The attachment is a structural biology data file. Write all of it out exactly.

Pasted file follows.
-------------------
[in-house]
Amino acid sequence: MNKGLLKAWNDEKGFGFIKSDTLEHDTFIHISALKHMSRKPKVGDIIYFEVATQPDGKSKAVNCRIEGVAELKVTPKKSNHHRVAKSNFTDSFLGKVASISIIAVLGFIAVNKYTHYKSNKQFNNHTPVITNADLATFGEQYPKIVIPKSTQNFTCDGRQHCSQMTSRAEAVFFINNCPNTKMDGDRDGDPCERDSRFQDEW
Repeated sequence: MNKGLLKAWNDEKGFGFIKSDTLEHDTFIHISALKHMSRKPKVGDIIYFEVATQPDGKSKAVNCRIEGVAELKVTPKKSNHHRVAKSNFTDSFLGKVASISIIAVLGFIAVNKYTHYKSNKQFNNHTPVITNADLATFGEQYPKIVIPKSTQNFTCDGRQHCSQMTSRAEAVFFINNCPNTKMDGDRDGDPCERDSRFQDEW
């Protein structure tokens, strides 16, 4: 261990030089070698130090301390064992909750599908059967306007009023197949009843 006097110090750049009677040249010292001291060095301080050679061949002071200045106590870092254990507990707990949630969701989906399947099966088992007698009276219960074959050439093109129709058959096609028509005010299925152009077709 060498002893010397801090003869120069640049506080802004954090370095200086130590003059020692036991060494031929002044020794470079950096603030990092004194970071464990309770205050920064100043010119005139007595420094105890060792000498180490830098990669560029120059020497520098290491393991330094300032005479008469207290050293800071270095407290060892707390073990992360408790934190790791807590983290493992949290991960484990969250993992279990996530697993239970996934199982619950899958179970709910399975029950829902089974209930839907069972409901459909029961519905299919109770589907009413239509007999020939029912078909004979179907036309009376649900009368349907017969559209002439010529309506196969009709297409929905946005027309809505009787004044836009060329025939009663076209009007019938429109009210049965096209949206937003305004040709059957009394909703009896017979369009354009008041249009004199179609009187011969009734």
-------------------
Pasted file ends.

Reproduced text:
[in-house]
Amino acid sequence: MNKGLLKAWNDEKGFGFIKSDTLEHDTFIHISALKHMSRKPKVGDIIYFEVATQPDGKSKAVNCRIEGVAELKVTPKKSNHHRVAKSNFTDSFLGKVASISIIAVLGFIAVNKYTHYKSNKQFNNHTPVITNADLATFGEQYPKIVIPKSTQNFTCDGRQHCSQMTSRAEAVFFINNCPNTKMDGDRDGDPCERDSRFQDEW
Repeated sequence: MNKGLLKAWNDEKGFGFIKSDTLEHDTFIHISALKHMSRKPKVGDIIYFEVATQPDGKSKAVNCRIEGVAELKVTPKKSNHHRVAKSNFTDSFLGKVASISIIAVLGFIAVNKYTHYKSNKQFNNHTPVITNADLATFGEQYPKIVIPKSTQNFTCDGRQHCSQMTSRAEAVFFINNCPNTKMDGDRDGDPCERDSRFQDEW
């Protein structure tokens, strides 16, 4: 261990030089070698130090301390064992909750599908059967306007009023197949009843 006097110090750049009677040249010292001291060095301080050679061949002071200045106590870092254990507990707990949630969701989906399947099966088992007698009276219960074959050439093109129709058959096609028509005010299925152009077709 060498002893010397801090003869120069640049506080802004954090370095200086130590003059020692036991060494031929002044020794470079950096603030990092004194970071464990309770205050920064100043010119005139007595420094105890060792000498180490830098990669560029120059020497520098290491393991330094300032005479008469207290050293800071270095407290060892707390073990992360408790934190790791807590983290493992949290991960484990969250993992279990996530697993239970996934199982619950899958179970709910399975029950829902089974209930839907069972409901459909029961519905299919109770589907009413239509007999020939029912078909004979179907036309009376649900009368349907017969559209002439010529309506196969009709297409929905946005027309809505009787004044836009060329025939009663076209009007019938429109009210049965096209949206937003305004040709059957009394909703009896017979369009354009008041249009004199179609009187011969009734």